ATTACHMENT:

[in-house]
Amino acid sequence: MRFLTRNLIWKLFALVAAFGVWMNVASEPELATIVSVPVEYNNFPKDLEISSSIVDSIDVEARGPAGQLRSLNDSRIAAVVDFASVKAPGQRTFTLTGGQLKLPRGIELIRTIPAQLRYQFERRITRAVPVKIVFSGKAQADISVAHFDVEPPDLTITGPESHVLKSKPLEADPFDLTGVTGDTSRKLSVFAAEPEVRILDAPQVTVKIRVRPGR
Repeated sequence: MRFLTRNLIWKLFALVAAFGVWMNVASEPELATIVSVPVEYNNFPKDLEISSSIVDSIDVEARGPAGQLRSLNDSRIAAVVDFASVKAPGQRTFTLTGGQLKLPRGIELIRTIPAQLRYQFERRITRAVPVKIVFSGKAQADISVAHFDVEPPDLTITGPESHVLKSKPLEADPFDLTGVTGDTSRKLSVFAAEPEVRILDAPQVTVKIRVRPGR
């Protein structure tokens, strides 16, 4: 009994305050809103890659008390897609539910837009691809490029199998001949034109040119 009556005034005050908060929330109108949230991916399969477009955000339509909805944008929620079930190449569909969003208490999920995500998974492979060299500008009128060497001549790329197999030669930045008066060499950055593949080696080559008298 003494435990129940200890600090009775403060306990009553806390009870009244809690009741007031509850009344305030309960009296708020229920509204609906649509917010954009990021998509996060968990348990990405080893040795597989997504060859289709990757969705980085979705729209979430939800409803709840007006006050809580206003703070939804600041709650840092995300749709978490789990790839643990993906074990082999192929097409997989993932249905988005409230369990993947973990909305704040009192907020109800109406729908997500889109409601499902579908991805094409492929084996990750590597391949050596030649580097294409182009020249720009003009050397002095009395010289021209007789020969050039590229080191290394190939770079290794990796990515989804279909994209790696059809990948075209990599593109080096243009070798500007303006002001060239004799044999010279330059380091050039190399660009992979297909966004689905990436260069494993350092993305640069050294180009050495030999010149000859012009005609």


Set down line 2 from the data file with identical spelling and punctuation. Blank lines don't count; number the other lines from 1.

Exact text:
Amino acid sequence: MRFLTRNLIWKLFALVAAFGVWMNVASEPELATIVSVPVEYNNFPKDLEISSSIVDSIDVEARGPAGQLRSLNDSRIAAVVDFASVKAPGQRTFTLTGGQLKLPRGIELIRTIPAQLRYQFERRITRAVPVKIVFSGKAQADISVAHFDVEPPDLTITGPESHVLKSKPLEADPFDLTGVTGDTSRKLSVFAAEPEVRILDAPQVTVKIRVRPGR